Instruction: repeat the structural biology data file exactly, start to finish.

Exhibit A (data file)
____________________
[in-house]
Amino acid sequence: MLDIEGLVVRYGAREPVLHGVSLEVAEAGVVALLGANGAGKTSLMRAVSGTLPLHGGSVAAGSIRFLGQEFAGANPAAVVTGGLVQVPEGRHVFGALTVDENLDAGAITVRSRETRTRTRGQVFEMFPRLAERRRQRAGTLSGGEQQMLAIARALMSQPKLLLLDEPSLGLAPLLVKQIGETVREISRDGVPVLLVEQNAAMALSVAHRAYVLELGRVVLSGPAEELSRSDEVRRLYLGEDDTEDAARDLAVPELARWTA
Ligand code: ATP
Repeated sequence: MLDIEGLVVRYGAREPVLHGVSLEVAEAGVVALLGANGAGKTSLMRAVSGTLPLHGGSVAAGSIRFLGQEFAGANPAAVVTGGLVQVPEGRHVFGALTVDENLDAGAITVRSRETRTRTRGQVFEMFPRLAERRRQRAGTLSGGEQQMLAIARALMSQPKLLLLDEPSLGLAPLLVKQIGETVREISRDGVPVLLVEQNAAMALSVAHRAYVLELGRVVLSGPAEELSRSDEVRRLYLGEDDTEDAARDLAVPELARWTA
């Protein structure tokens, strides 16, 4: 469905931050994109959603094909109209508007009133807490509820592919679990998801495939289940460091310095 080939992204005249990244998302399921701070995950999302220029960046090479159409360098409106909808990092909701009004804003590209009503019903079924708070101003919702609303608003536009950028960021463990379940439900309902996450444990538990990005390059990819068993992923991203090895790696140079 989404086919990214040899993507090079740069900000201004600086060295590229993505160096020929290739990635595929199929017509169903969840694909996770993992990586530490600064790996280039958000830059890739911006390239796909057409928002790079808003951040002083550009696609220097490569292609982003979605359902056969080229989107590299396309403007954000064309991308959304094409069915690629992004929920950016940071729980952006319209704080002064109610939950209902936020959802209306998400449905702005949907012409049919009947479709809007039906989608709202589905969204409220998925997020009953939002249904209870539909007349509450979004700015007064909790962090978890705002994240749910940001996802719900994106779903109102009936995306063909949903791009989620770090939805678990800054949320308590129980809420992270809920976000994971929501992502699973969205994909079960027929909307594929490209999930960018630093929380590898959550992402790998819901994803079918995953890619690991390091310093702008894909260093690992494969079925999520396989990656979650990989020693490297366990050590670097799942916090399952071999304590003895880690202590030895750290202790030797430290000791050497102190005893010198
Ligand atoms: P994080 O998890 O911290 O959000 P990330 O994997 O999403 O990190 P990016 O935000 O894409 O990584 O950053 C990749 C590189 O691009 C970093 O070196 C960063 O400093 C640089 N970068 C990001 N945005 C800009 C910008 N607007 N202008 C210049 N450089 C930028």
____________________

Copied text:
[in-house]
Amino acid sequence: MLDIEGLVVRYGAREPVLHGVSLEVAEAGVVALLGANGAGKTSLMRAVSGTLPLHGGSVAAGSIRFLGQEFAGANPAAVVTGGLVQVPEGRHVFGALTVDENLDAGAITVRSRETRTRTRGQVFEMFPRLAERRRQRAGTLSGGEQQMLAIARALMSQPKLLLLDEPSLGLAPLLVKQIGETVREISRDGVPVLLVEQNAAMALSVAHRAYVLELGRVVLSGPAEELSRSDEVRRLYLGEDDTEDAARDLAVPELARWTA
Ligand code: ATP
Repeated sequence: MLDIEGLVVRYGAREPVLHGVSLEVAEAGVVALLGANGAGKTSLMRAVSGTLPLHGGSVAAGSIRFLGQEFAGANPAAVVTGGLVQVPEGRHVFGALTVDENLDAGAITVRSRETRTRTRGQVFEMFPRLAERRRQRAGTLSGGEQQMLAIARALMSQPKLLLLDEPSLGLAPLLVKQIGETVREISRDGVPVLLVEQNAAMALSVAHRAYVLELGRVVLSGPAEELSRSDEVRRLYLGEDDTEDAARDLAVPELARWTA
């Protein structure tokens, strides 16, 4: 469905931050994109959603094909109209508007009133807490509820592919679990998801495939289940460091310095 080939992204005249990244998302399921701070995950999302220029960046090479159409360098409106909808990092909701009004804003590209009503019903079924708070101003919702609303608003536009950028960021463990379940439900309902996450444990538990990005390059990819068993992923991203090895790696140079 989404086919990214040899993507090079740069900000201004600086060295590229993505160096020929290739990635595929199929017509169903969840694909996770993992990586530490600064790996280039958000830059890739911006390239796909057409928002790079808003951040002083550009696609220097490569292609982003979605359902056969080229989107590299396309403007954000064309991308959304094409069915690629992004929920950016940071729980952006319209704080002064109610939950209902936020959802209306998400449905702005949907012409049919009947479709809007039906989608709202589905969204409220998925997020009953939002249904209870539909007349509450979004700015007064909790962090978890705002994240749910940001996802719900994106779903109102009936995306063909949903791009989620770090939805678990800054949320308590129980809420992270809920976000994971929501992502699973969205994909079960027929909307594929490209999930960018630093929380590898959550992402790998819901994803079918995953890619690991390091310093702008894909260093690992494969079925999520396989990656979650990989020693490297366990050590670097799942916090399952071999304590003895880690202590030895750290202790030797430290000791050497102190005893010198
Ligand atoms: P994080 O998890 O911290 O959000 P990330 O994997 O999403 O990190 P990016 O935000 O894409 O990584 O950053 C990749 C590189 O691009 C970093 O070196 C960063 O400093 C640089 N970068 C990001 N945005 C800009 C910008 N607007 N202008 C210049 N450089 C930028």